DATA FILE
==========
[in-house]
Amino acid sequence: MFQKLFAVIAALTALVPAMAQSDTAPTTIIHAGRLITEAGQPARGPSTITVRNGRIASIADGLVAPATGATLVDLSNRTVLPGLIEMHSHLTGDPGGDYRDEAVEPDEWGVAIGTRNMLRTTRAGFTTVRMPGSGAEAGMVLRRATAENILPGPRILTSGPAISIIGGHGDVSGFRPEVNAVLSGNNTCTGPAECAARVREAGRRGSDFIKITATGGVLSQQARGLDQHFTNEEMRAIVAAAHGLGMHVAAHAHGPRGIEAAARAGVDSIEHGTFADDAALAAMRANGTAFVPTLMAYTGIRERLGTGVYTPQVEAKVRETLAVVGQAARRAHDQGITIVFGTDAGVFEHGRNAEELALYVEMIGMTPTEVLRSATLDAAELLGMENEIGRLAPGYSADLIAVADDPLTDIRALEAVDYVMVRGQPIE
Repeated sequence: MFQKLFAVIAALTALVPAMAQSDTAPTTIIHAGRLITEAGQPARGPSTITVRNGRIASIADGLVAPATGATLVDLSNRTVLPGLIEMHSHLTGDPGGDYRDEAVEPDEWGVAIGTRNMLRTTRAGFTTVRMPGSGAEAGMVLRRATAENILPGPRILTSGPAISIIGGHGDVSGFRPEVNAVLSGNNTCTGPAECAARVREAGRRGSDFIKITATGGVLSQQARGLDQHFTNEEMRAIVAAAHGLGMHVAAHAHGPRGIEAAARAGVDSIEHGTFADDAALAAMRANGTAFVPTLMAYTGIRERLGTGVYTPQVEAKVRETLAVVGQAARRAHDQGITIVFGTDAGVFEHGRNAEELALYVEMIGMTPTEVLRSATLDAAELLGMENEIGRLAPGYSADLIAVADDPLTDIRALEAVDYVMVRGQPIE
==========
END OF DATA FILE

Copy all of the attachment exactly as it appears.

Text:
[in-house]
Amino acid sequence: MFQKLFAVIAALTALVPAMAQSDTAPTTIIHAGRLITEAGQPARGPSTITVRNGRIASIADGLVAPATGATLVDLSNRTVLPGLIEMHSHLTGDPGGDYRDEAVEPDEWGVAIGTRNMLRTTRAGFTTVRMPGSGAEAGMVLRRATAENILPGPRILTSGPAISIIGGHGDVSGFRPEVNAVLSGNNTCTGPAECAARVREAGRRGSDFIKITATGGVLSQQARGLDQHFTNEEMRAIVAAAHGLGMHVAAHAHGPRGIEAAARAGVDSIEHGTFADDAALAAMRANGTAFVPTLMAYTGIRERLGTGVYTPQVEAKVRETLAVVGQAARRAHDQGITIVFGTDAGVFEHGRNAEELALYVEMIGMTPTEVLRSATLDAAELLGMENEIGRLAPGYSADLIAVADDPLTDIRALEAVDYVMVRGQPIE
Repeated sequence: MFQKLFAVIAALTALVPAMAQSDTAPTTIIHAGRLITEAGQPARGPSTITVRNGRIASIADGLVAPATGATLVDLSNRTVLPGLIEMHSHLTGDPGGDYRDEAVEPDEWGVAIGTRNMLRTTRAGFTTVRMPGSGAEAGMVLRRATAENILPGPRILTSGPAISIIGGHGDVSGFRPEVNAVLSGNNTCTGPAECAARVREAGRRGSDFIKITATGGVLSQQARGLDQHFTNEEMRAIVAAAHGLGMHVAAHAHGPRGIEAAARAGVDSIEHGTFADDAALAAMRANGTAFVPTLMAYTGIRERLGTGVYTPQVEAKVRETLAVVGQAARRAHDQGITIVFGTDAGVFEHGRNAEELALYVEMIGMTPTEVLRSATLDAAELLGMENEIGRLAPGYSADLIAVADDPLTDIRALEAVDYVMVRGQPIE